His cousin's name was Duane and he was the sweetest soul. He and his sister often made me wonder whether my daughter's sunny and optimistic nature might be genetic, a strain running through some of my husband's extended family. My family tends to be more like me and my son: Quick to engage in verbal jousts, anxious underneath the functional exterior, always thinking several steps ahead instead of enjoying the what is-ness of the moment. Duane made my husband's stature, by no means small, look normal-sized. It turned out his young heart was working overtime, it was enlarged, something we only learned when it seized in a massive heart attack last Friday morning while he was on his way to a work meeting. He collapsed and died on the spot.
That night, my husband kept remembering his little cousin at four or five, visiting the family in Antigua. My husband was already a teen then. He remembers being struck by Duane's hero worship of his dad, by the way he insisted with earnest seriousness that his daddy was stronger than Spider Man. What about Superman? his older cousins teased. Yes, his daddy could beat Superman, too. "He sure loved his daddy," my husband said. "I remember thinking that I hope when I have a son, he'll think half as well of me."
Duane and his dad were cohorts to the end. They used to take golfing vacations together, and even worked together after Duane retired from pro football. Now, he's gone, and I cannot even imagine how his parents must feel. Or his sister, who had just touched down in Paris to be a bridesmaid at a friend's wedding, who had to turn around immediately and catch a flight home. There were more than 600 people at the funeral this morning, my husband texted me. And the teens on the football and the basketball teams Duane coached stood along the aisles in full uniform. Across an ocean, the rest of his family, the ones who could not travel to be there, held a simultaneous memorial service in St. John's, Antigua.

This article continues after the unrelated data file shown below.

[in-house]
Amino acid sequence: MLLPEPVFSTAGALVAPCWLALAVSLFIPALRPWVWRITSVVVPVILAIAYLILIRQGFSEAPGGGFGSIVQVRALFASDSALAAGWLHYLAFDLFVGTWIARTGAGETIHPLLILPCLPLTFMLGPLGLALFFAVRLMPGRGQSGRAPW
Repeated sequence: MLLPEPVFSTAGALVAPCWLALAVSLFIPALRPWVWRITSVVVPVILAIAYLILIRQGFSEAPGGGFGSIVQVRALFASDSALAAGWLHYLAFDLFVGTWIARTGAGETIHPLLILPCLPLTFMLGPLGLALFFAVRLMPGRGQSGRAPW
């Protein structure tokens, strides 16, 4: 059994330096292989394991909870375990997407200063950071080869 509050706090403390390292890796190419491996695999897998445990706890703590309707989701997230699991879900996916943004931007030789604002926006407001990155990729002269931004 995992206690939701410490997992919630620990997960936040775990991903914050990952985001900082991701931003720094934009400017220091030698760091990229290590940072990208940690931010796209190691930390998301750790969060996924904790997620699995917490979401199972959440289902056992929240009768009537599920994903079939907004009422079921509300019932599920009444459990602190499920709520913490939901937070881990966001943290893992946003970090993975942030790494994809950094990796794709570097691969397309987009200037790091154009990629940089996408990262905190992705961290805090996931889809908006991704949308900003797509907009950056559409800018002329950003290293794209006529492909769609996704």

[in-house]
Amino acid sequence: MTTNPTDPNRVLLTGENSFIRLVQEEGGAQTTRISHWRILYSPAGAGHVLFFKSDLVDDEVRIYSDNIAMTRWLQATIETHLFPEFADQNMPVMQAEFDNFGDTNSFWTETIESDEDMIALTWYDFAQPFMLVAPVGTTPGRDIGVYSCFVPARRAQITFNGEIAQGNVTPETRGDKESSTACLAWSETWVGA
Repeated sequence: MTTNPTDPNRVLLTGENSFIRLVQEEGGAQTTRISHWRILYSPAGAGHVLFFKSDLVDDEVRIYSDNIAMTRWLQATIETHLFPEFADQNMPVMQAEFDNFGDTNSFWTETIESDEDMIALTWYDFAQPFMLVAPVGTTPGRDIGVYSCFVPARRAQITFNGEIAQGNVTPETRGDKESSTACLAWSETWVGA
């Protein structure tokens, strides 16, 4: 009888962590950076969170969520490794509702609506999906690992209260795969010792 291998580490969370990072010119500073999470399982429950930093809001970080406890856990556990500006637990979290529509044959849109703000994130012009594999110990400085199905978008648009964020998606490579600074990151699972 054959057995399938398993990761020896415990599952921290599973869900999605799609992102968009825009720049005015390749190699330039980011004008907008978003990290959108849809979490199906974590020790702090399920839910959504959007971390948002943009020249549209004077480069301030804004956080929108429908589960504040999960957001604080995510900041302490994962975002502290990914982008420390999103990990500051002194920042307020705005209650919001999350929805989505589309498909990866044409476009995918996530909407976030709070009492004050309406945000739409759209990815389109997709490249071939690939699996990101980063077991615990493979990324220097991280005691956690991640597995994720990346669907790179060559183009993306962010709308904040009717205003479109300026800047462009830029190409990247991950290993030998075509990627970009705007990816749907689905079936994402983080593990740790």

Last weekend, as my husband made arrangements to travel to be with his relatives who were gathering in Toronto, he was moved by how gratified his family members were at the news that he would join them. He had forgotten, I think, how much he matters to them, the big cousin, the firstborn nephew, the deeply loving family man. It was good for him to remember. And Duane might have given him yet another parting gift. Perhaps he whispered to him as he passed out of this world, because my husband did go to see a doctor this week. In the midst of sadness, I exhaled.